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Lord Kubera

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About Lord Kubera

Lord Kubera or Dhanpati as he is sometimes referred as, is the God of wealth. Kubera is the custodian of material wealth and entrusted with the task of distributing the riches, while creating wealth is the sole domain of the Goddess Lakshmi. Kubera is also the king of the Yakshas (guardians of Earth). Though he is frequently referred to, in Hindu texts, he does not play a very significant role as a deity. He is widely revered in Jainism, Buddhism and Hinduism, with all three religions acknowledging him as the God of wealth.

Kubera presides in the high regions of the Himalayan Mountain range and considered the guardian of the North. He is also entrusted with safeguarding all of the Earth’s treasures, which include Gold, Silver, Pearls, Jewels, Precious stones and Nine ‘Nidhis’ (special treasures).

Lord Kubera

How is Kubera Depicted

Kubera is portrayed as a dwarf with three legs, white skin and only eight teeth. He is depicted as slightly deformed and Lord Brahma requested the holy sage Viswamitra to build a chariot for Kubera, so that he may move around freely. The sage designed and built a large flying chariot called ‘Pushpak’ which could move of its own accord. This allowed Kubera to fly around and rain precious items and jewels to people on the ground to help them overcome poverty.

Kubera’s status as a God

Kubera achieved the status of a God due to performing severe austerities for thousands of years and was duly rewarded by Lord Brahma, who recognized his efforts.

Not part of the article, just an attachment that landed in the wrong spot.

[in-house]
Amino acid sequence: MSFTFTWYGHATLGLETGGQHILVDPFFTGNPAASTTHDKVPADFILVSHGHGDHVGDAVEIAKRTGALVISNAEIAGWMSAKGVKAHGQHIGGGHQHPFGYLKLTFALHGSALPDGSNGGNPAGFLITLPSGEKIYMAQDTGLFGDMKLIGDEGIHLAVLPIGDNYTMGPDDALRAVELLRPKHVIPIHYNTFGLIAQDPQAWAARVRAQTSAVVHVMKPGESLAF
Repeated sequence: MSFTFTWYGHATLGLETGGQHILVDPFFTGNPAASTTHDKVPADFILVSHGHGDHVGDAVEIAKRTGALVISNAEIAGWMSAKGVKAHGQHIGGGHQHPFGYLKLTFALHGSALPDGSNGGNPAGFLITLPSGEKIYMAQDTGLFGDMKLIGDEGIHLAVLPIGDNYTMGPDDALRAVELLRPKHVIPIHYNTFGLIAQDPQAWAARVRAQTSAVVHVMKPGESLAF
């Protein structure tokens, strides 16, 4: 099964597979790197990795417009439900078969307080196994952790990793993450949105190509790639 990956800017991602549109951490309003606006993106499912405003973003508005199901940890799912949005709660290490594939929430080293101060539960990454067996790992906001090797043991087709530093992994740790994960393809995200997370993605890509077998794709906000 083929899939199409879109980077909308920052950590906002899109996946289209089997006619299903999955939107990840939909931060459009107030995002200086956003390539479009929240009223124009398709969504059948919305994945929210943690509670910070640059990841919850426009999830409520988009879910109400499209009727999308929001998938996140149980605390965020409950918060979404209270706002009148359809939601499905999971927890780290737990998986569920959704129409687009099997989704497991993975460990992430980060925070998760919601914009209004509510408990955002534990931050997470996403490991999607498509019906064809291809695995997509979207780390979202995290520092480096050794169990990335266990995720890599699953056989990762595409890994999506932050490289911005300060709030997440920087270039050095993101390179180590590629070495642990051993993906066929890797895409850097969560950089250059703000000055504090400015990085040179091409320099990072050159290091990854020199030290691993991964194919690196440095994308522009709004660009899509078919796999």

It is also said that it was due to Lord Shiva’s benevolence that Kubera was elevated to the status of a God. The perseverance and efforts of Kubera won Shiva’s admiration and he rewarded him for his tenacity.

Kubera’s association with Ravana

Ravana, Kumbhakaran and Vibhishana are Kubera’s half-brothers and all three figured prominently in the Hindu epic ‘Ramayana’. Ravana is said to have stolen Kubera’s chariot Pushpak and misused it for his own selfish interests by abducting Sita and carrying her off to Lanka. Rama attacked Lanka to win back his wife and with great determination managed to thwart Ravana’s forces. He defeated the demon king and took possession of the chariot, using it as his vehicle to get back to his kingdom in Ayodhya. It was then handed back to Kubera, who went about fulfilling his usual duties as the guardian of wealth.

The city of Lanka was conceptualized and built by the divine architect Viswamitra, but unfortunately, it was taken over by the Rakshasas. They somehow displeased Lord Vishnu, who decided to attack the city. Fearing the worst, most of the Rakshasas fled and left behind a ghost city, which Kubera managed to occupy and settled there with his retinue. Soon, the Rakshasas appeased Lord Vishnu, and devised a plan to seize Lanka back from Kubera. Meanwhile, Kubera’s father sired three more sons Ravana, Kumbhakaran and Vibhishana. Ravana performed severe austerities to Lord Shiva and earned the boon of invincibility from the God. He wrested the city of Lanka back from Kubera and crowned himself the king.